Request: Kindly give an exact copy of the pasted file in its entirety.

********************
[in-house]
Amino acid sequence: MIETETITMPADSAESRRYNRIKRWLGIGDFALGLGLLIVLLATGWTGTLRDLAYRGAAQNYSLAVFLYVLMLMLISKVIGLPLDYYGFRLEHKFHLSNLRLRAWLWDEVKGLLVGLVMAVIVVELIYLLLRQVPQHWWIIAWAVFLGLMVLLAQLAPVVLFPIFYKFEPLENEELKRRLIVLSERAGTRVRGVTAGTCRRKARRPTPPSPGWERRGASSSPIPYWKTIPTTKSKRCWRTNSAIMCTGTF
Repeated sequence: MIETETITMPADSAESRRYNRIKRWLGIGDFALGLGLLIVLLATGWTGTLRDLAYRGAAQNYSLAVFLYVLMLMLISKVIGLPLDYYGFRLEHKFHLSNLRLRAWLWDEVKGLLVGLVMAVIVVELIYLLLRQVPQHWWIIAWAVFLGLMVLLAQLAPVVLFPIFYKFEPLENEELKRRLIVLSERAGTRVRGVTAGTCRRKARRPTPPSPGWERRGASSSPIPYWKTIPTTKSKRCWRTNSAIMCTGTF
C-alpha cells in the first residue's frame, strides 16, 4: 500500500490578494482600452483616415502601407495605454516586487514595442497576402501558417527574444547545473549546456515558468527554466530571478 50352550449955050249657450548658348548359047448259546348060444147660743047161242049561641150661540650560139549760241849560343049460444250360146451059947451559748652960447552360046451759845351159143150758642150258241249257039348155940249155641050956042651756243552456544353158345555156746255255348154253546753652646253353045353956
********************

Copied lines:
[in-house]
Amino acid sequence: MIETETITMPADSAESRRYNRIKRWLGIGDFALGLGLLIVLLATGWTGTLRDLAYRGAAQNYSLAVFLYVLMLMLISKVIGLPLDYYGFRLEHKFHLSNLRLRAWLWDEVKGLLVGLVMAVIVVELIYLLLRQVPQHWWIIAWAVFLGLMVLLAQLAPVVLFPIFYKFEPLENEELKRRLIVLSERAGTRVRGVTAGTCRRKARRPTPPSPGWERRGASSSPIPYWKTIPTTKSKRCWRTNSAIMCTGTF
Repeated sequence: MIETETITMPADSAESRRYNRIKRWLGIGDFALGLGLLIVLLATGWTGTLRDLAYRGAAQNYSLAVFLYVLMLMLISKVIGLPLDYYGFRLEHKFHLSNLRLRAWLWDEVKGLLVGLVMAVIVVELIYLLLRQVPQHWWIIAWAVFLGLMVLLAQLAPVVLFPIFYKFEPLENEELKRRLIVLSERAGTRVRGVTAGTCRRKARRPTPPSPGWERRGASSSPIPYWKTIPTTKSKRCWRTNSAIMCTGTF
C-alpha cells in the first residue's frame, strides 16, 4: 500500500490578494482600452483616415502601407495605454516586487514595442497576402501558417527574444547545473549546456515558468527554466530571478 50352550449955050249657450548658348548359047448259546348060444147660743047161242049561641150661540650560139549760241849560343049460444250360146451059947451559748652960447552360046451759845351159143150758642150258241249257039348155940249155641050956042651756243552456544353158345555156746255255348154253546753652646253353045353956